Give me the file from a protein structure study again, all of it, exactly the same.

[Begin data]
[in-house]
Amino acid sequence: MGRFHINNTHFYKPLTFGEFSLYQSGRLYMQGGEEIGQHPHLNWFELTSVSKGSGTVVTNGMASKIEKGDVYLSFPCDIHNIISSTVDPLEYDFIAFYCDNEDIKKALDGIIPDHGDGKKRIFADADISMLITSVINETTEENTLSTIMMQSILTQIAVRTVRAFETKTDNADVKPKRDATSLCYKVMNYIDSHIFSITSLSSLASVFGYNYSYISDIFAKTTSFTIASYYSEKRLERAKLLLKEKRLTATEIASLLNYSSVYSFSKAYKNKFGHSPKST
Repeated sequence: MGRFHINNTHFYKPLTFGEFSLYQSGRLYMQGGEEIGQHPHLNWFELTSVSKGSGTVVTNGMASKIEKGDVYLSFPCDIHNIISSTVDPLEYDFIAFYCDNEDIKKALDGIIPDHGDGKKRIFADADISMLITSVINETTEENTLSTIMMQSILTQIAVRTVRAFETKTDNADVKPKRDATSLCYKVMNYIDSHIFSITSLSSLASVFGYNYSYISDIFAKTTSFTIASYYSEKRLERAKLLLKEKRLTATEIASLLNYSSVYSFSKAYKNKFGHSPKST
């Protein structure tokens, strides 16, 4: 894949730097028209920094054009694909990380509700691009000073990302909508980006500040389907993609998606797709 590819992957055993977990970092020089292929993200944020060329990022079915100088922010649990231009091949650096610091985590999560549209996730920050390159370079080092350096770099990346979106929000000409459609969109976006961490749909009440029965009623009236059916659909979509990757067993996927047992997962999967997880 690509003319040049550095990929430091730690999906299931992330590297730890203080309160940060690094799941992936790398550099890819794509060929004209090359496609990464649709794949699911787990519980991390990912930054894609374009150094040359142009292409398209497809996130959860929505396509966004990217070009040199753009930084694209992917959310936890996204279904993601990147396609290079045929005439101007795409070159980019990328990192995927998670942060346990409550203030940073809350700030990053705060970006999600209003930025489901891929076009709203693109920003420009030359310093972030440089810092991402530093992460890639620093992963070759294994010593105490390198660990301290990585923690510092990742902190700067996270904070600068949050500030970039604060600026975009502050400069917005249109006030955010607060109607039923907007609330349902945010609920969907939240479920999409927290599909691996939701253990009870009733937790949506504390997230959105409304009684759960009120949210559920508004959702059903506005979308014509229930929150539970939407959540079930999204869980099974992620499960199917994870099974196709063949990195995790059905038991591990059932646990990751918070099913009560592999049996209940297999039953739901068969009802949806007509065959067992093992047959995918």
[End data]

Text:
[in-house]
Amino acid sequence: MGRFHINNTHFYKPLTFGEFSLYQSGRLYMQGGEEIGQHPHLNWFELTSVSKGSGTVVTNGMASKIEKGDVYLSFPCDIHNIISSTVDPLEYDFIAFYCDNEDIKKALDGIIPDHGDGKKRIFADADISMLITSVINETTEENTLSTIMMQSILTQIAVRTVRAFETKTDNADVKPKRDATSLCYKVMNYIDSHIFSITSLSSLASVFGYNYSYISDIFAKTTSFTIASYYSEKRLERAKLLLKEKRLTATEIASLLNYSSVYSFSKAYKNKFGHSPKST
Repeated sequence: MGRFHINNTHFYKPLTFGEFSLYQSGRLYMQGGEEIGQHPHLNWFELTSVSKGSGTVVTNGMASKIEKGDVYLSFPCDIHNIISSTVDPLEYDFIAFYCDNEDIKKALDGIIPDHGDGKKRIFADADISMLITSVINETTEENTLSTIMMQSILTQIAVRTVRAFETKTDNADVKPKRDATSLCYKVMNYIDSHIFSITSLSSLASVFGYNYSYISDIFAKTTSFTIASYYSEKRLERAKLLLKEKRLTATEIASLLNYSSVYSFSKAYKNKFGHSPKST
């Protein structure tokens, strides 16, 4: 894949730097028209920094054009694909990380509700691009000073990302909508980006500040389907993609998606797709 590819992957055993977990970092020089292929993200944020060329990022079915100088922010649990231009091949650096610091985590999560549209996730920050390159370079080092350096770099990346979106929000000409459609969109976006961490749909009440029965009623009236059916659909979509990757067993996927047992997962999967997880 690509003319040049550095990929430091730690999906299931992330590297730890203080309160940060690094799941992936790398550099890819794509060929004209090359496609990464649709794949699911787990519980991390990912930054894609374009150094040359142009292409398209497809996130959860929505396509966004990217070009040199753009930084694209992917959310936890996204279904993601990147396609290079045929005439101007795409070159980019990328990192995927998670942060346990409550203030940073809350700030990053705060970006999600209003930025489901891929076009709203693109920003420009030359310093972030440089810092991402530093992460890639620093992963070759294994010593105490390198660990301290990585923690510092990742902190700067996270904070600068949050500030970039604060600026975009502050400069917005249109006030955010607060109607039923907007609330349902945010609920969907939240479920999409927290599909691996939701253990009870009733937790949506504390997230959105409304009684759960009120949210559920508004959702059903506005979308014509229930929150539970939407959540079930999204869980099974992620499960199917994870099974196709063949990195995790059905038991591990059932646990990751918070099913009560592999049996209940297999039953739901068969009802949806007509065959067992093992047959995918």